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Fixing the "Local DNS Server" problem (Arris / TG1672G)


Note: If you cannot fix the problem after you follow these instructions, maybe we can help. Get help from RouterCheck Support.



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Understanding the "Local DNS Server" problem

DNS is the process that turns website names into the internet addresses that lets your computer connect to websites. This process happens by means of a DNS Server which acts like an automatic 411 system behind the scenes. Things happen so quickly and seamlessly, you might not even know that they're working, but the health of the DNS system is critical to your web browsing experience.

There are many DNS Servers running on the internet. Popular ones include Google DNS and OpenDNS, both of which are efficient and reliable. The one that you use is often configured in your router. If you don't set a DNS Server to use in your router, the one you use is often provided for you automatically by your ISP.

When hackers compromise routers, they often modify the router's DNS settings so that they can control your DNS system. This is bad because they often configure your router to use a rogue DNS Server that they control. This allows them to misdirect your browsing whenever they like.

RouterCheck analyzes the router's DNS settings to help ensure that they aren't tampered with.

Sometimes it finds that the router claims to provide DNS services itself (e.g. a Local DNS Server). This is normal behavior, and many router vendors provide this service. However, this makes it unable for RouterCheck to positively verify that the DNS system is healthy. It doesn't mean that anything is necessarily wrong, you should just be aware and proceed with caution.

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What is the risk of not fixing this problem?

If your DNS requests are being serviced by a rogue DNS Server that's being controlled by a hacker, your entire network is at risk. They can do things such as redirect any requests you make to a sensitive site (such as your online bank) to a site that they control. These rogue sites look identical to the ones you're used to, but their sole purpose is to trick you into giving up your private information so that they can benefit. Misdirected DNS has also been used to direct victims to pages containing malware that infects their computer with viruses, further compromising the network.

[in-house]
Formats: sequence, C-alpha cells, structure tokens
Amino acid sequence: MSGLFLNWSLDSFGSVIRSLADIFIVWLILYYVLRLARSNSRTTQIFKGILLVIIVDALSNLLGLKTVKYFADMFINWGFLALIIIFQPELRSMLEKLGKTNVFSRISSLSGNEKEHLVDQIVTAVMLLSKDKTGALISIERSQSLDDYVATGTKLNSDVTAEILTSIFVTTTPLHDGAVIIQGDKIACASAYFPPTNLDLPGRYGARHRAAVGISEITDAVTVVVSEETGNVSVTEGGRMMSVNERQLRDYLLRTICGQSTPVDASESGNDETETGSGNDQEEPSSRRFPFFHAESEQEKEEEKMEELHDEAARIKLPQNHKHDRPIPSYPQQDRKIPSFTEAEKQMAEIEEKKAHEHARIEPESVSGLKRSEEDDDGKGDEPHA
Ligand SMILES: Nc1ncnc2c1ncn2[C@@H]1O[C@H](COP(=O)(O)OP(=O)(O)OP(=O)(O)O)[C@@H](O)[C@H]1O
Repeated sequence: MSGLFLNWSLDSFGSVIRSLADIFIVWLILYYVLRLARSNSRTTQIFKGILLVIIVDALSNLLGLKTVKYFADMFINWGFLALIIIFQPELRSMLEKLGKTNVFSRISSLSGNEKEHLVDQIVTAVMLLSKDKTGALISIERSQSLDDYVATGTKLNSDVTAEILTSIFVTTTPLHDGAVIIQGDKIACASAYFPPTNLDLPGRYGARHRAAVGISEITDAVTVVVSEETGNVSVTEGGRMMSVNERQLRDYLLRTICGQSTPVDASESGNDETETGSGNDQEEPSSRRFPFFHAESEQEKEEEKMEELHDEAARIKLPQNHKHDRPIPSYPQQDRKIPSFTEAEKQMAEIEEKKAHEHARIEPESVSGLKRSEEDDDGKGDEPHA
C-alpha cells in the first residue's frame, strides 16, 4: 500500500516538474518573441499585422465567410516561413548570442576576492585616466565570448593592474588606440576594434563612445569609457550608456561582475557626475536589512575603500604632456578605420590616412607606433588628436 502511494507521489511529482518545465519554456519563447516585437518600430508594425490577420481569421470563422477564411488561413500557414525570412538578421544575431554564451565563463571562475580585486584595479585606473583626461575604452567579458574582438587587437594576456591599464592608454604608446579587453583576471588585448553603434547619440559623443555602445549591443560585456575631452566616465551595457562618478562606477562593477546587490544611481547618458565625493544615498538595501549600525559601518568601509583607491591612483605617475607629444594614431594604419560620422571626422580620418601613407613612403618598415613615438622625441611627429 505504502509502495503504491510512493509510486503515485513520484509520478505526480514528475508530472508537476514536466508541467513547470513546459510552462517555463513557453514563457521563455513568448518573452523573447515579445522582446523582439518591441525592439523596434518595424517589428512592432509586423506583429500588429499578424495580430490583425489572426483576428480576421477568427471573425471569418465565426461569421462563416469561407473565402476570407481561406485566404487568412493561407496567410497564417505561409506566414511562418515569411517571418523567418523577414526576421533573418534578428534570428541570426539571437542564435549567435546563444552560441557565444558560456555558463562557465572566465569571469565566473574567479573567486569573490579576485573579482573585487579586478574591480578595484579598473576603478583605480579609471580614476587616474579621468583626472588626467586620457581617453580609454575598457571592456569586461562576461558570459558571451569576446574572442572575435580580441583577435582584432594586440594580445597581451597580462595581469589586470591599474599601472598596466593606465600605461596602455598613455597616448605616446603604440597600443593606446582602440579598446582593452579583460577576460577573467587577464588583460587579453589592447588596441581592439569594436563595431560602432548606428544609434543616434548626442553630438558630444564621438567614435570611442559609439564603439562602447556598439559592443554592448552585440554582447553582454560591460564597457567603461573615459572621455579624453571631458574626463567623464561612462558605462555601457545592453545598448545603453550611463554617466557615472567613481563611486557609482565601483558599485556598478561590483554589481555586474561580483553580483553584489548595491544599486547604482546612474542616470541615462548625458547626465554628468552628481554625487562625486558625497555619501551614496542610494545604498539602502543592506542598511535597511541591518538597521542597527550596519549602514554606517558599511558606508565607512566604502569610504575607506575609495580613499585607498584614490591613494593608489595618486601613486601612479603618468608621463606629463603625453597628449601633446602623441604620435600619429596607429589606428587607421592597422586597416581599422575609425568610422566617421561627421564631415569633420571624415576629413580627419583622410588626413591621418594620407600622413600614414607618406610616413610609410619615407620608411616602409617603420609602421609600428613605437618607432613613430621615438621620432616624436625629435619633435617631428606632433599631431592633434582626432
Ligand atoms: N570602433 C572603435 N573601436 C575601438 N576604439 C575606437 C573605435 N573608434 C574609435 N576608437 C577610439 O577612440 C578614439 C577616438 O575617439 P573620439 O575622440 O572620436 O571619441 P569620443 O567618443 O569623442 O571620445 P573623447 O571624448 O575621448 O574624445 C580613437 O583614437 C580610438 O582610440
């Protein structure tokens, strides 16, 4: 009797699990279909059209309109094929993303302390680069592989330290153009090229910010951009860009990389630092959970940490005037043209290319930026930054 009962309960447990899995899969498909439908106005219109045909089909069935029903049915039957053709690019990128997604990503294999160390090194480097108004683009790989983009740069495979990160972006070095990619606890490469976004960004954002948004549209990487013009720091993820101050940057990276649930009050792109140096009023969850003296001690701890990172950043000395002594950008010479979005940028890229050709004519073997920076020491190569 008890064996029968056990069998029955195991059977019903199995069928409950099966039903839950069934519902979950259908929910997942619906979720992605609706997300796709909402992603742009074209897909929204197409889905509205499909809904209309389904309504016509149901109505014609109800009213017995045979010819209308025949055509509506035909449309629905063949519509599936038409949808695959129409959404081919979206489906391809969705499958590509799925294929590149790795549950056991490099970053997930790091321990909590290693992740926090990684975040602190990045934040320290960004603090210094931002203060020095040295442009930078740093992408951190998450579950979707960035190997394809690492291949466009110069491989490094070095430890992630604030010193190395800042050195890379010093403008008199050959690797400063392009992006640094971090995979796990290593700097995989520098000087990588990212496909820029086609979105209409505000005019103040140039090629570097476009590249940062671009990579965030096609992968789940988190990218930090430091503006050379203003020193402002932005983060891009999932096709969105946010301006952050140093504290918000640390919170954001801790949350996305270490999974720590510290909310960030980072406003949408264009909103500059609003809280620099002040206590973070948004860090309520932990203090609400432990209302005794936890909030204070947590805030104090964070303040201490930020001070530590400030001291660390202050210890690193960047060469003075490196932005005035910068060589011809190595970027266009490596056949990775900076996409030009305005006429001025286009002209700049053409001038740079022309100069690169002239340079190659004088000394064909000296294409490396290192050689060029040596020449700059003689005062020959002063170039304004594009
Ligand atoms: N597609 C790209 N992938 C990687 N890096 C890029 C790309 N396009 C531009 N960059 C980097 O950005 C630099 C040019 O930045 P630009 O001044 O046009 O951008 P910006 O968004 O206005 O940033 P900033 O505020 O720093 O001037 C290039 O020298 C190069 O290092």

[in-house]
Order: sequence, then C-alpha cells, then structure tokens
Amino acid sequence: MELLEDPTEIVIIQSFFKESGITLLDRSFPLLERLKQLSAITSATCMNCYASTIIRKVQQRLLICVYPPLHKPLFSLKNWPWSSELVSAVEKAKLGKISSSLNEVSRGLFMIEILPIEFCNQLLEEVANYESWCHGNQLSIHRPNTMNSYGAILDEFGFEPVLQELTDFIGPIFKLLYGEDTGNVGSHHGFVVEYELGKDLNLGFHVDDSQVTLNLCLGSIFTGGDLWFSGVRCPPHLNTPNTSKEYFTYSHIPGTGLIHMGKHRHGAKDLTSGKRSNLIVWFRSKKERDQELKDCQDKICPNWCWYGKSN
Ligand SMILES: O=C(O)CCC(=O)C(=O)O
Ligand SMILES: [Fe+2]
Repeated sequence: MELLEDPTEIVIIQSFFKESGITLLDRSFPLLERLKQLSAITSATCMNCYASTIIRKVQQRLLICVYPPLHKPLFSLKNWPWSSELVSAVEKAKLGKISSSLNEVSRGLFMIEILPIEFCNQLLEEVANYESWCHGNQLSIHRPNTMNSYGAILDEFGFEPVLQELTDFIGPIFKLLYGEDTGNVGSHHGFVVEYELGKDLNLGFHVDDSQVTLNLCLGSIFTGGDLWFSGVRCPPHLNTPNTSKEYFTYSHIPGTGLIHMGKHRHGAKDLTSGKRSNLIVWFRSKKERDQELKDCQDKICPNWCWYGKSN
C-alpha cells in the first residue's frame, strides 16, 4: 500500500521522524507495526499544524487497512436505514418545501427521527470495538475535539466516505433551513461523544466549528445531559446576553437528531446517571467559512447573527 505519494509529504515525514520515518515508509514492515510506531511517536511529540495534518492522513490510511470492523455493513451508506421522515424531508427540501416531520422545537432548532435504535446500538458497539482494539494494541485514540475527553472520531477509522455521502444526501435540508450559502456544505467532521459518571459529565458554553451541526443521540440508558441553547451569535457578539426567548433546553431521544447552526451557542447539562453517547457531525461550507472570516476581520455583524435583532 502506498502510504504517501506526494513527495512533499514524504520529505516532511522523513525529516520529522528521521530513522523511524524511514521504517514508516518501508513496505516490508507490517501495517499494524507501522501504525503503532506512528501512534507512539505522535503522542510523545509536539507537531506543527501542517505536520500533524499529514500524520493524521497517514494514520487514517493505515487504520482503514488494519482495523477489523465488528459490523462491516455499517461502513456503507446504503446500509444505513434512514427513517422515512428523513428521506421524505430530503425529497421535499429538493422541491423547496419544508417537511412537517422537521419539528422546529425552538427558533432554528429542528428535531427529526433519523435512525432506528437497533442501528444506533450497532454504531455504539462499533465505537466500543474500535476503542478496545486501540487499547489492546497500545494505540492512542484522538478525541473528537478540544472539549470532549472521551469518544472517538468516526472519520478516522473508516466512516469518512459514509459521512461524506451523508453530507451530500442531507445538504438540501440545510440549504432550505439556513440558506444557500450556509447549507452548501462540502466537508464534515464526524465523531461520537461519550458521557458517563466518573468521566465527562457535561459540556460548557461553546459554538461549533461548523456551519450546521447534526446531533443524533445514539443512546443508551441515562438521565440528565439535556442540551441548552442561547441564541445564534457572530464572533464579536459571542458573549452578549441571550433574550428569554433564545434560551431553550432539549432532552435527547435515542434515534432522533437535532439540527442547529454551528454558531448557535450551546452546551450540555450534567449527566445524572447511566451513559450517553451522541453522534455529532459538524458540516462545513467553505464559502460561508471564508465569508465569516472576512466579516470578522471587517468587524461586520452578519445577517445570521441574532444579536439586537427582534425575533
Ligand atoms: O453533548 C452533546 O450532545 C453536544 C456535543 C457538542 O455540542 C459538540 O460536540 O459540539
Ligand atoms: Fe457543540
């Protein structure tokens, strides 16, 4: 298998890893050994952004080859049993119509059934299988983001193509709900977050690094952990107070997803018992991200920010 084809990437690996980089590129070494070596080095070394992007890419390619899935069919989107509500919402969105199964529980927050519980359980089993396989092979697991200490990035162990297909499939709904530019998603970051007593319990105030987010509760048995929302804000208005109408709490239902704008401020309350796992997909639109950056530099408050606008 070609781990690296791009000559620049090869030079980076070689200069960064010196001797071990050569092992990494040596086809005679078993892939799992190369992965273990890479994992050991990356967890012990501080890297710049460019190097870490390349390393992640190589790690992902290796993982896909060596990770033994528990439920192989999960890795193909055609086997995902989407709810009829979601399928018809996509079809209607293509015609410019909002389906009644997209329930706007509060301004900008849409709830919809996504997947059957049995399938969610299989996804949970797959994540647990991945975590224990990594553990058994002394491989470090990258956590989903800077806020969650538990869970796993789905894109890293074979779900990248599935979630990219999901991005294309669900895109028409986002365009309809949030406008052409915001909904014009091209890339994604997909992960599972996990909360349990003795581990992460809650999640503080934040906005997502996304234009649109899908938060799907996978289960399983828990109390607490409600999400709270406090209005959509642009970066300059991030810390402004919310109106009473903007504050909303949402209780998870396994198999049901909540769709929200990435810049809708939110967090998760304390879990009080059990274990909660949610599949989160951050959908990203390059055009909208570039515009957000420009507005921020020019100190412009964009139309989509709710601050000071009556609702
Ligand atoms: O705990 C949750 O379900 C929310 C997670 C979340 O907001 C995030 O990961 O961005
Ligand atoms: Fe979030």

The RouterCheck development team is currently building a system to help detect rogue DNS Servers, something that up until now was not possible. Look for this new functionality in future versions of RouterCheck.

Vendor Documentation

Often, it's a good idea to look through the router's documentation to learn how to fix problems. Go to the vendor's support site where you can download documentation.


How to fix the "Local DNS Server" problem


Step 1: Log into your router

You use a web browser to interact with your router and fix its configuration problems. However, before you can interact with your browser, you must log into it. RouterCheck can give you detailed instructions for logging in to your router.

Step 2: If you log in successfully, your router's home page opens.

Step 3: Navigate to the DNS Settings page.

You want to find the page that allows you to configure the DNS Server settings. The page name may be similar to:

  • Internet Options
  • WAN Options
  • DNS Settings

Navigate to this page by clicking the appropriate menu items and buttons.

Step 4: If you are successful, your router's DNS Settings page opens.

Step 5: Select a new DNS Server

A possible solution to DNS-related problems is to explicitely set the DNS Server you'd like to use in your router's configuration. The first step to doing that is to choose which DNS Server you'd like to use

There are many publically-available DNS Servers that you may use for free. Popular choices invlude Google DNS and OpenDNS. Alternatively, speak with your ISP to learn how to configre your router to use their DNS Servers.

Step 6: Configure your DNS Server settings

On the page with the DNS Server settings, you should find several boxes where you can choose the DNS Servers that you'd like to use. It's advisable to use at least two servers, so that if there's a problem contacting the first, the second one may be used. Often, these are referred to as Primary and Secondary servers.

Fill in the information that you have about the DNS Server that you've chosen. This will need to be done in the form of IP addresses, since a DNS Server would be necessary to resolve a regular website name.

Step 7: Re-run RouterCheck.

Now that you've fixed your problem, run RouterCheck again to verify that you have really fixed the problem.






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